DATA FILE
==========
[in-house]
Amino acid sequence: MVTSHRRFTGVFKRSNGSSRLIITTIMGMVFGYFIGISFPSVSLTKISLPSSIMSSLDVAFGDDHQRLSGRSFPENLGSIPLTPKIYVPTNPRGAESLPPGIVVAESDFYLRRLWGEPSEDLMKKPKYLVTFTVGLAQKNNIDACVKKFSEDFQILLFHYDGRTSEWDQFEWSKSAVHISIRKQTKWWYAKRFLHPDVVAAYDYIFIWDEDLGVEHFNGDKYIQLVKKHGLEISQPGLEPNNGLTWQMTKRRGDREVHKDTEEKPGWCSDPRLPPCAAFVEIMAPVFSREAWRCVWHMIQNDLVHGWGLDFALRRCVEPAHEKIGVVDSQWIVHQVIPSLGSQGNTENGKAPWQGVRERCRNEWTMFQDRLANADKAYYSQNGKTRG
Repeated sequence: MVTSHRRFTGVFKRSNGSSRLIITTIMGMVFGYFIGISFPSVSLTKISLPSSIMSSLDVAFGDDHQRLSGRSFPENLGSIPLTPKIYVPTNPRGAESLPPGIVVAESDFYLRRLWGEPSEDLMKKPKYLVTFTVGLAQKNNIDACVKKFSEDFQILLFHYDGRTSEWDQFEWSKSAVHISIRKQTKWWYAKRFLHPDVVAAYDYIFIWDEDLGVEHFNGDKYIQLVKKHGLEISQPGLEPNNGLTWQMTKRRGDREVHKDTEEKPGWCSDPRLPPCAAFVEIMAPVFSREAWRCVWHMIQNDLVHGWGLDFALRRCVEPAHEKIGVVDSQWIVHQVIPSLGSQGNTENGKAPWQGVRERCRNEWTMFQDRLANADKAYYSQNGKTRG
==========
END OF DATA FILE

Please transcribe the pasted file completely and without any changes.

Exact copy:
[in-house]
Amino acid sequence: MVTSHRRFTGVFKRSNGSSRLIITTIMGMVFGYFIGISFPSVSLTKISLPSSIMSSLDVAFGDDHQRLSGRSFPENLGSIPLTPKIYVPTNPRGAESLPPGIVVAESDFYLRRLWGEPSEDLMKKPKYLVTFTVGLAQKNNIDACVKKFSEDFQILLFHYDGRTSEWDQFEWSKSAVHISIRKQTKWWYAKRFLHPDVVAAYDYIFIWDEDLGVEHFNGDKYIQLVKKHGLEISQPGLEPNNGLTWQMTKRRGDREVHKDTEEKPGWCSDPRLPPCAAFVEIMAPVFSREAWRCVWHMIQNDLVHGWGLDFALRRCVEPAHEKIGVVDSQWIVHQVIPSLGSQGNTENGKAPWQGVRERCRNEWTMFQDRLANADKAYYSQNGKTRG
Repeated sequence: MVTSHRRFTGVFKRSNGSSRLIITTIMGMVFGYFIGISFPSVSLTKISLPSSIMSSLDVAFGDDHQRLSGRSFPENLGSIPLTPKIYVPTNPRGAESLPPGIVVAESDFYLRRLWGEPSEDLMKKPKYLVTFTVGLAQKNNIDACVKKFSEDFQILLFHYDGRTSEWDQFEWSKSAVHISIRKQTKWWYAKRFLHPDVVAAYDYIFIWDEDLGVEHFNGDKYIQLVKKHGLEISQPGLEPNNGLTWQMTKRRGDREVHKDTEEKPGWCSDPRLPPCAAFVEIMAPVFSREAWRCVWHMIQNDLVHGWGLDFALRRCVEPAHEKIGVVDSQWIVHQVIPSLGSQGNTENGKAPWQGVRERCRNEWTMFQDRLANADKAYYSQNGKTRG